Here's a nice little black beetle, no idea what kind, but it's pretty, and guess what! It's so far the only beetle of this two-week period. The next bug up is a lovely house-guest for many people. On my porch, they insert themselves between the green clap-boards. In some other lucky people's houses,they're the guest who came to dinner but never left. OK, I'm going to tell you some more about my double vision. Apparently I had a kind of stroke at some point in the past two weeks. I woke up on a Friday morning with a bad headache, but it went away by noon and didn't really hurt any more than my usual sinus headaches. I may have noticed some double vision but it didn't register, though I felt like falling down, which is not something I'm not prone to anyway. On the Monday, I was sitting in a class and noticed I was dribbling coffee out the left side of my face and then that I could only smile on the right side. I sat through the class and then went to the drugstore to get some aspirin in case it was a stroke. The pharmacist handed me the PDR (Physician's Desk Reference) and I was pretty sure this was Bell's Palsy, an inflammation of the facial nerve, which causes the facial symptoms I had had, but which should go away spontaneously. Since I was going to Chelsea anyway on Thursday, I made an appt with my PCP (primary care physician}, who also agreed it was probably Bell's, but sent me to a neurologist for Monday. The new doctor said that the double vision told her that this was a stroke, not Bell's. I was so surprised! OK, here's another of those case creatures, which are either "bagworms" or actually kinds of moths that just go on living in that case!. In the cases of this first one, doesn't it seem to be wearing out its case? Lastly, here's a different one in a softer case.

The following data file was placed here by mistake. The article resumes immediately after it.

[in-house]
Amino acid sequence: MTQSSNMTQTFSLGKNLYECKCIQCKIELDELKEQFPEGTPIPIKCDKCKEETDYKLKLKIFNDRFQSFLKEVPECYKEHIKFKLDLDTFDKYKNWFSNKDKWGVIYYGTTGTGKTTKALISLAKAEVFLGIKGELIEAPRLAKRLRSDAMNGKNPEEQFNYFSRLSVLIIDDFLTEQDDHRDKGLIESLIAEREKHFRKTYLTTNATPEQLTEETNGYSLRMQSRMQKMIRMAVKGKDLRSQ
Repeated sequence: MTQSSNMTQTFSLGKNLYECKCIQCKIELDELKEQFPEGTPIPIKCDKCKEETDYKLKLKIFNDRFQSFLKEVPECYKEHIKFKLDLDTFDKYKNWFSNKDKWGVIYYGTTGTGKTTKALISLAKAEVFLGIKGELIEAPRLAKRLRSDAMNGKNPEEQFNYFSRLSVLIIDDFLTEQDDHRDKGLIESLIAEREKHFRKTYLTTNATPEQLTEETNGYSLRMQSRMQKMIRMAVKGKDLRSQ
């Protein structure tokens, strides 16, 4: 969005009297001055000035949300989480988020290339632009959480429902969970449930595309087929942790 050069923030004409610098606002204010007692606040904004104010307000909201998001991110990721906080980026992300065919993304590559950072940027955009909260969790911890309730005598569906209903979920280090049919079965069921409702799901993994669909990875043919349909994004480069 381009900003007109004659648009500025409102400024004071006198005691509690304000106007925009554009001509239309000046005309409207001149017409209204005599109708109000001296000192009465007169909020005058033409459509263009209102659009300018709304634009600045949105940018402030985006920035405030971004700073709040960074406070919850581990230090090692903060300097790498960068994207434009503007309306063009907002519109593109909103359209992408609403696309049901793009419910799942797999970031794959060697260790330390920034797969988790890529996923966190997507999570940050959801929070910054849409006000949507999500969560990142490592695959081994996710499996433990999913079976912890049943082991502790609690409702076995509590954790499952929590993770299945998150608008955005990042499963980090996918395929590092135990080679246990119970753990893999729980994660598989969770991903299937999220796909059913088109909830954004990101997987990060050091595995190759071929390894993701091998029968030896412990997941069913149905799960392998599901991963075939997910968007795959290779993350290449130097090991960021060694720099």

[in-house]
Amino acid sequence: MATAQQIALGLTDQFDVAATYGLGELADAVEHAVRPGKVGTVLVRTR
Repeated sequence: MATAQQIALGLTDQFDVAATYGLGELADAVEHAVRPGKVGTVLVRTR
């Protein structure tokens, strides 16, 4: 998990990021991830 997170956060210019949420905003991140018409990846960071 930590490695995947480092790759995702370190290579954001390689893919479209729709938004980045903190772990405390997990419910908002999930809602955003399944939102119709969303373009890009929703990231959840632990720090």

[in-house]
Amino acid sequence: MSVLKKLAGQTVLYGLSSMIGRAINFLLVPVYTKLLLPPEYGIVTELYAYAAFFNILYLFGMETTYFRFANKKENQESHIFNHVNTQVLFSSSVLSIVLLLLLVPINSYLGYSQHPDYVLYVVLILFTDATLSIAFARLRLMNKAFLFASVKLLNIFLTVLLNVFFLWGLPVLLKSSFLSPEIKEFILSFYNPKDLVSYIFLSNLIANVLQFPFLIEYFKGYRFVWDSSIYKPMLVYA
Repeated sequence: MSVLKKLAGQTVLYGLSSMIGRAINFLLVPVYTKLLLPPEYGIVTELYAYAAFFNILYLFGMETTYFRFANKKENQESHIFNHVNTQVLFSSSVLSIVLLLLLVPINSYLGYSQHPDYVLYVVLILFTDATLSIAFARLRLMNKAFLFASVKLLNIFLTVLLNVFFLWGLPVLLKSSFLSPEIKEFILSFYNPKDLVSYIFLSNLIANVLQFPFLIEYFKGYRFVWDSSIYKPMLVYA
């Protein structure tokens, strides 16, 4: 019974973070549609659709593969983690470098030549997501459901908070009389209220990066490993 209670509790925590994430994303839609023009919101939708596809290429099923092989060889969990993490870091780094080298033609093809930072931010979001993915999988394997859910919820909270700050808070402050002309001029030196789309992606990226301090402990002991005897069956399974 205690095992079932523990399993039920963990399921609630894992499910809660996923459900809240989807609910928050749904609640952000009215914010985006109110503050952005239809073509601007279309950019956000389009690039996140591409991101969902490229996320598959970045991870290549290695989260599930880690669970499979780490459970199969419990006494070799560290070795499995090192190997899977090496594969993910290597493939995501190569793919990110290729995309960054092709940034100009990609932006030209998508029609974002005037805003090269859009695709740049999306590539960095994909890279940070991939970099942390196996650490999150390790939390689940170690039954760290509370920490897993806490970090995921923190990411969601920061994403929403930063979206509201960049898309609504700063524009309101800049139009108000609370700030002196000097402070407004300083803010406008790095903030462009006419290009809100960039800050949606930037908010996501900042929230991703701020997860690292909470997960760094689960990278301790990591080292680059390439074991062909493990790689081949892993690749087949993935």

Yesterday's catch included this adult long-necked seed bug, and these two loyal red and white leafhoppers, who belong to the Genera Erythroneura and Arboridia respectively. Now it isn't easy to focus on these tiny critters with one eye (the other in a patch), but amazingly I was able to focus fairly well with the dominant eye (right), but then suddenly I realized that I was working so hard at it that a lot of the pictures were actually not worse than many others I'd taken in my career. And after while, I decided to try it with the "lazy"(left) eye were better than the dominant eye. What seems to happen is that the left eye cannot track the right, but is actually a pretty damn good eye as far as sending images to the optic nerve. It's just that when I veer to the right, the left eye can't track the right and so I get a very vivid 3d picture of the things on the right bending down to smack me. It's a very interesting if disconcerting and clumsifying phenomenon. Can you say "Phantasmagoria"? I wish I could make a movie of this phenomenon. Better than LSD, I'll bet!